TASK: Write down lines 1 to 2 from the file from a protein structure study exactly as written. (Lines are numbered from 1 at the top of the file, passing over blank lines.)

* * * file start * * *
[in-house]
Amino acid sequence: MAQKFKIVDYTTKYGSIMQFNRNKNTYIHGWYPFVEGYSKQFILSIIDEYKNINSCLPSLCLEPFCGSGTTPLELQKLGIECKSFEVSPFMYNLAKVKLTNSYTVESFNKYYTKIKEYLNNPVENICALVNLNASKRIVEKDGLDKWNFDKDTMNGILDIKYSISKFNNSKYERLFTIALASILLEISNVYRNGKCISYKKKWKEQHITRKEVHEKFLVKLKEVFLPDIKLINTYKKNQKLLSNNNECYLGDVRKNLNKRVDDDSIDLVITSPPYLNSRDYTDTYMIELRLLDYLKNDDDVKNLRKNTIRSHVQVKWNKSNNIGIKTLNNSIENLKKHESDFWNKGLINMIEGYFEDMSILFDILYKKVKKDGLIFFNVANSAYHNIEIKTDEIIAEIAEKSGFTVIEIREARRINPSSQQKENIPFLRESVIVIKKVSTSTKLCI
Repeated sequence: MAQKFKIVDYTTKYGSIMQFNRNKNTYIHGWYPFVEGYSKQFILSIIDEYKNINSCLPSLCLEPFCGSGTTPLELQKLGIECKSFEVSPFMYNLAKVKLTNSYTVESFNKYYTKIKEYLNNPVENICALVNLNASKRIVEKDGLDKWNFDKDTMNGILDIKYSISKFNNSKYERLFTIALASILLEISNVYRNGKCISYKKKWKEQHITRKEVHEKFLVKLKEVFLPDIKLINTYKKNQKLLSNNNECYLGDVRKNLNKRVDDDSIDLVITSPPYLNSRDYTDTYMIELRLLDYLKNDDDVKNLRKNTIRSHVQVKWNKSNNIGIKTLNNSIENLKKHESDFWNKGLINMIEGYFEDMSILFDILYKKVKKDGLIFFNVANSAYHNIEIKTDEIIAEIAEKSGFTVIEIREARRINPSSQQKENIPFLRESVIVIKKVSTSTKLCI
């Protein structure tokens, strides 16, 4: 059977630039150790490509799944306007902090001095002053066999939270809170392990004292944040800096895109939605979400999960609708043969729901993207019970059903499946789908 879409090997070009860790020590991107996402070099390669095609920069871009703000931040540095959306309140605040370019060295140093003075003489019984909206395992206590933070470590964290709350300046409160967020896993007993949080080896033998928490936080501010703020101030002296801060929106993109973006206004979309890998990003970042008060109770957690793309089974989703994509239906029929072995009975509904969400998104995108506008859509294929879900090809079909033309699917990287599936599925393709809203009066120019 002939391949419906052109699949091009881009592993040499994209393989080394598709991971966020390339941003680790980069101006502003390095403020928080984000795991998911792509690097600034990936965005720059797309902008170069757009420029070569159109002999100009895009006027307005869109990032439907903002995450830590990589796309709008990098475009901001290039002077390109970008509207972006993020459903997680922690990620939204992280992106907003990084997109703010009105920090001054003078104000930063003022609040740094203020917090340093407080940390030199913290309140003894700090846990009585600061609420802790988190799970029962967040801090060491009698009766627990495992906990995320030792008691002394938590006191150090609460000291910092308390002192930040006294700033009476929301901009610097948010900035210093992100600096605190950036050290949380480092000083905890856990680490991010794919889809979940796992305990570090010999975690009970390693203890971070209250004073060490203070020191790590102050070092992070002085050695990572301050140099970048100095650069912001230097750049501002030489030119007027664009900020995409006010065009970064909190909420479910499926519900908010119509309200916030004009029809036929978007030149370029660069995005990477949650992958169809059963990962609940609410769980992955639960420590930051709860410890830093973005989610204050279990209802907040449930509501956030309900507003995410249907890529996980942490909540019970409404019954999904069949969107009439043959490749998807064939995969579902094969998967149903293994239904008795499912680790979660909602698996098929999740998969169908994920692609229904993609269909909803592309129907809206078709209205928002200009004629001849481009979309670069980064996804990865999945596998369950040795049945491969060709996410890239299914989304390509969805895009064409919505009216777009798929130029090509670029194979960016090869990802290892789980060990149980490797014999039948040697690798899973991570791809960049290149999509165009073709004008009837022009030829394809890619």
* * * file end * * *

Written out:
[in-house]
Amino acid sequence: MAQKFKIVDYTTKYGSIMQFNRNKNTYIHGWYPFVEGYSKQFILSIIDEYKNINSCLPSLCLEPFCGSGTTPLELQKLGIECKSFEVSPFMYNLAKVKLTNSYTVESFNKYYTKIKEYLNNPVENICALVNLNASKRIVEKDGLDKWNFDKDTMNGILDIKYSISKFNNSKYERLFTIALASILLEISNVYRNGKCISYKKKWKEQHITRKEVHEKFLVKLKEVFLPDIKLINTYKKNQKLLSNNNECYLGDVRKNLNKRVDDDSIDLVITSPPYLNSRDYTDTYMIELRLLDYLKNDDDVKNLRKNTIRSHVQVKWNKSNNIGIKTLNNSIENLKKHESDFWNKGLINMIEGYFEDMSILFDILYKKVKKDGLIFFNVANSAYHNIEIKTDEIIAEIAEKSGFTVIEIREARRINPSSQQKENIPFLRESVIVIKKVSTSTKLCI